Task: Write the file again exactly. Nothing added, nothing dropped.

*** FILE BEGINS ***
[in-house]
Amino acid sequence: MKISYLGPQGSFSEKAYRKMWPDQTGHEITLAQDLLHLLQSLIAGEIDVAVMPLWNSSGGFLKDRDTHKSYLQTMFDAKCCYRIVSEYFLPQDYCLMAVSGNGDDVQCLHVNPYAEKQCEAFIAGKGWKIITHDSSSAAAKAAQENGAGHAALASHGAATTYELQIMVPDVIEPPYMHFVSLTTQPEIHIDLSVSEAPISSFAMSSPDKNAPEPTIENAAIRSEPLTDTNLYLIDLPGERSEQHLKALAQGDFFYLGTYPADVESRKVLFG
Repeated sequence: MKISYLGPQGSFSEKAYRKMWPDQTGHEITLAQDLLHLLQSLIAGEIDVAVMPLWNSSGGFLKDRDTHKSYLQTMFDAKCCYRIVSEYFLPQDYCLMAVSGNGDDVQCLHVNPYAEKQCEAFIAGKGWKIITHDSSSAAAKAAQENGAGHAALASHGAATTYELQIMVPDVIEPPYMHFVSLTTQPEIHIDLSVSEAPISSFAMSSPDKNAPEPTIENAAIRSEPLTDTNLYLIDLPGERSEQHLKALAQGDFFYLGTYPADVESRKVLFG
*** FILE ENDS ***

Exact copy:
[in-house]
Amino acid sequence: MKISYLGPQGSFSEKAYRKMWPDQTGHEITLAQDLLHLLQSLIAGEIDVAVMPLWNSSGGFLKDRDTHKSYLQTMFDAKCCYRIVSEYFLPQDYCLMAVSGNGDDVQCLHVNPYAEKQCEAFIAGKGWKIITHDSSSAAAKAAQENGAGHAALASHGAATTYELQIMVPDVIEPPYMHFVSLTTQPEIHIDLSVSEAPISSFAMSSPDKNAPEPTIENAAIRSEPLTDTNLYLIDLPGERSEQHLKALAQGDFFYLGTYPADVESRKVLFG
Repeated sequence: MKISYLGPQGSFSEKAYRKMWPDQTGHEITLAQDLLHLLQSLIAGEIDVAVMPLWNSSGGFLKDRDTHKSYLQTMFDAKCCYRIVSEYFLPQDYCLMAVSGNGDDVQCLHVNPYAEKQCEAFIAGKGWKIITHDSSSAAAKAAQENGAGHAALASHGAATTYELQIMVPDVIEPPYMHFVSLTTQPEIHIDLSVSEAPISSFAMSSPDKNAPEPTIENAAIRSEPLTDTNLYLIDLPGERSEQHLKALAQGDFFYLGTYPADVESRKVLFG